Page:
Friday, April 29, 2016

Photography Simply Doesn't Matter Any More

Convergence and Culture Shift

I guess at some point, we all have to come to terms with the idea that the very nature of photography is changing.  Never again will there be a small 'priesthood' of people who control access to photography because they are the ones willing to take the time to learn all the arcane stuff it takes to make great photos.

True, there is STILL  a lot of arcane stuff to learn about photography, and there are still people like us who take the time to learn it.  But the truth is, no one but us cares!

In the past, there were cameras and other infrastructure to bring 'photography to the masses', but even so, the premise was that the masses consisted of snapshooters, and the hard stuff had to be done by 'experts' who took the exposed film and turned that into photos.  The expert people were there at almost every step of the process, and it supported the, perhaps irrational, belief that photography mattered.

Now, the experts involved with the photographic infrastructure, the "priesthood", no longer stand between the user and their photos.  The Smartphone camera has changed all that.  And more importantly, it has changed how photography is viewed culturally.

We no longer even need to print the photos and use the postal services to send them to our loved ones, friends, and family.  We don't even need to attach the photos to an email anymore.  It used to be that photography was a sequentially shared experience.  The photographer got the photos back from the lab, and then sent the photos he or she was proud of to others for them to enjoy.  And those subsequent people enjoyed them on different days and at different times of day.  The enjoyment was a solitary experience, and then one sent the photo on to someone else, or kept them.  Either way, it was a conscious act on the part of the viewer.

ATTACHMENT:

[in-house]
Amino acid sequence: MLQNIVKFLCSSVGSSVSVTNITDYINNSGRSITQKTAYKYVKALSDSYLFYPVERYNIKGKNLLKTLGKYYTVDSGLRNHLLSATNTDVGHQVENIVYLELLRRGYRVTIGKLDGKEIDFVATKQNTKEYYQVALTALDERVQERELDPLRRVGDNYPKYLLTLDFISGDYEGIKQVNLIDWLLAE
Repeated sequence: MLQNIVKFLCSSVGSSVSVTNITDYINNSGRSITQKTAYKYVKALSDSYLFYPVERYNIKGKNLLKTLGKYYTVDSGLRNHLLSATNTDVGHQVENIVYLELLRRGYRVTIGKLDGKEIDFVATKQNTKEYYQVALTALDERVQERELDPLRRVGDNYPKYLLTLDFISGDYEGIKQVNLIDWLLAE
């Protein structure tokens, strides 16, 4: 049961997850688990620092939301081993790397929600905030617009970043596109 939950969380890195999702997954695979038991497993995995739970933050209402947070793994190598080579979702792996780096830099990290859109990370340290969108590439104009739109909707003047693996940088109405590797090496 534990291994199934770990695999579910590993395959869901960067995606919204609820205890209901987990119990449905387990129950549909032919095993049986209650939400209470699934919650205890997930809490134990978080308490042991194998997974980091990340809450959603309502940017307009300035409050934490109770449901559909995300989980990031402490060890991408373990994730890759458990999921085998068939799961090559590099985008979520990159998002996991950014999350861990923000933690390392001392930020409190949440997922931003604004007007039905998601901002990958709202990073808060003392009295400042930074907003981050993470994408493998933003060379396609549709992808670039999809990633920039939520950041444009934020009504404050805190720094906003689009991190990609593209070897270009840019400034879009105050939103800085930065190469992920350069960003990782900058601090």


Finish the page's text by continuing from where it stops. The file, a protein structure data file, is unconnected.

Now, we just let the camera automatically upload the photos to Google, or Apple, or Flickr and let the people use their phones to either view them directly from our online account, or download them to their phones so THEY can alter or repurpose them, or keep them unaltered, as a part of their personal collection of photographs.

But the enjoyment is no longer completely sequential. Instead, the illusion that we are all enjoying it together at the same time is created.  Through the use of comments and the  ubiquitous 'thumbs up'/'Thumbs down' votes we perceive that our photo viewing is now a shared experience.  Then too, we  no longer need to take active steps to send the photo to others.  We might post the photo on social media, but it too, is a shared experience with comments and the ability to vote on a photo's worth.

The photograph is out there, in the ether, waiting to be 'discovered' by other viewers.  Roughly 113 billion photos get 'published' on the internet each year.  I speculate, that only millions are ever actually seen. and of them, only a few hundred actually resonate enough with us to be remembered.  Even fewer are remembered well enough, by enough of us, to make that transition to some sort of cultural significance.

(citation here)  (2nd citation here) (3rd citation here)  Note: You'll have to do a little math to get the annual figures!

Is it any wonder then, that even established names in the camera manufacturing industry are struggling to sell enough cameras to survive?  Should we be surprised that no one wants to PAY for photographs that other people have taken?  When was the last time you saw one of those little wire display stands that held picture postcards of women on waterskis, or a picture of the local tourist trap on one side  and which said, "wish you were here!" on the other?"

There are no non photography oriented magazines that feature good photography any more, and few people actually clip photos from paper magazines because: 

  • There aren't that many magazines any more.
  • If they want to save a photo, people just go to the online article, and 'right' click the photo of their choice.
  • What's the point? When billions of photos get published each year, saving a photo that will only be considered inferior to some other photo that will get published tomorrow or next month seems meaningless, and it devalues what we are seeing even when we view the photo.